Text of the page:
As the moon and sun traded places the next morning, the blue-eyed matriarch looked around her quarters. It was quiet because the girls were gone.
She felt anxious. It had been years since she felt this anxious, long before she was a warrior or matriarch or War God lover.
She had learned to always travel light so her hands and body were free to fight. So it didn’t surprise her at all how so many moon cycles had passed and she had collected so few mementos compared to other townswomen.
She did have the union furs her brown-eyed outlander had given her the night they came together at the lake.
She also had the two dedication gowns for her blue-eyed daughters; although she followed the War God and dedication could only be given by an adult after the first moon cycle, she knew that she might have to foster them with Goddess of Peace followers, so she chose to follow that custom. No one liked or appreciated it, but it was her duty to ensure they would be okay if she failed in battle.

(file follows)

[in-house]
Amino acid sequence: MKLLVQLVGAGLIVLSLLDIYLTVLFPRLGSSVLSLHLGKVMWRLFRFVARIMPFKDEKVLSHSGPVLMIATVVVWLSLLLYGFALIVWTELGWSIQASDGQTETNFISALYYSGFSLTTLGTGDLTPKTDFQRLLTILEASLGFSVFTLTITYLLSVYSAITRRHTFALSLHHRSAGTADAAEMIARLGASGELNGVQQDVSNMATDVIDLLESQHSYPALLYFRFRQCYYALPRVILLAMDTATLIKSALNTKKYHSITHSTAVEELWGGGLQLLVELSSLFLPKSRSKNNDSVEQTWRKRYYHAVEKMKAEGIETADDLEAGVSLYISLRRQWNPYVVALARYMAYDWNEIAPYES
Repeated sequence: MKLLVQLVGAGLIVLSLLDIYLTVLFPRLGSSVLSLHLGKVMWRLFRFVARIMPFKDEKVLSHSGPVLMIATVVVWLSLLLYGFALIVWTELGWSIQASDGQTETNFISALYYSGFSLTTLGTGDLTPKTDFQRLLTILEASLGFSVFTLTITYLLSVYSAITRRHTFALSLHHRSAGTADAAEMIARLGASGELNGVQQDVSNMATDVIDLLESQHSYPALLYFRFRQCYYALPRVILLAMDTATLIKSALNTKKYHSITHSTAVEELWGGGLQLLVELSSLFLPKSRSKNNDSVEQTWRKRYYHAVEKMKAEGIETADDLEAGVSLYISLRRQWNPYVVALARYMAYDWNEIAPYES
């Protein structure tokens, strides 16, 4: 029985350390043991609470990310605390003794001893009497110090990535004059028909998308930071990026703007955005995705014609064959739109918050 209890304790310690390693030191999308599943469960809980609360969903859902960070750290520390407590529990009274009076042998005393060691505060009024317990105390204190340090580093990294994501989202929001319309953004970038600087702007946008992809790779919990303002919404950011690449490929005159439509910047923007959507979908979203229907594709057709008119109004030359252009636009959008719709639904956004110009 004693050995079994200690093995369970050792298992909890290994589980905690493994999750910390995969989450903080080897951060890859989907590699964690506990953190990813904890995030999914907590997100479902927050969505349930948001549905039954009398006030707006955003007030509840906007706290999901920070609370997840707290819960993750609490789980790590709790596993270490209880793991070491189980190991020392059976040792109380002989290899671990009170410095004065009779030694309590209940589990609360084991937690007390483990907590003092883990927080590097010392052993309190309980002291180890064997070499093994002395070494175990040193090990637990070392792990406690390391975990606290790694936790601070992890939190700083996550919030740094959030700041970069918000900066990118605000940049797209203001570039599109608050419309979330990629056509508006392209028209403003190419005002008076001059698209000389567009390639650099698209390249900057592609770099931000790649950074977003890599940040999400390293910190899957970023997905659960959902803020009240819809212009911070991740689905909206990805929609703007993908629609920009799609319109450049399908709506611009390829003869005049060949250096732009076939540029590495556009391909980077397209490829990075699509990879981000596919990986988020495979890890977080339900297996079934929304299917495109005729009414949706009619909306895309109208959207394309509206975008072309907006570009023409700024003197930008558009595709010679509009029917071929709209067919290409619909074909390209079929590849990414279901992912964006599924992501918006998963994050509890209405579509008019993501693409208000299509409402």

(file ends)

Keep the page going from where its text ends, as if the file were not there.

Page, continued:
It was foolish, but she’d also kept a small wooden plaque that was given by an old teacher at her failed first union. After that union dissolved, it had hurt to see the plaque, but the old teacher was a beloved creator of art and music. Art and music often were better medicine, so she kept the plaque. Eventually, the pain dissolved.
Her younger daughter had a few scrolls because she always had a scroll plastered to her nose. She also had a reed flute and a strange shiny music pipe. The older daughter just had a small pouch filled with little pictures drawn by the towns children in the classes at the Temple of Peace.
Her eyes welled up with tears. She pulled all the items together into one large knapsack and set it by the door. The matriarchs didn’t say she couldn’t take a bit with her.
She looked around her quarters. They weren’t home any longer.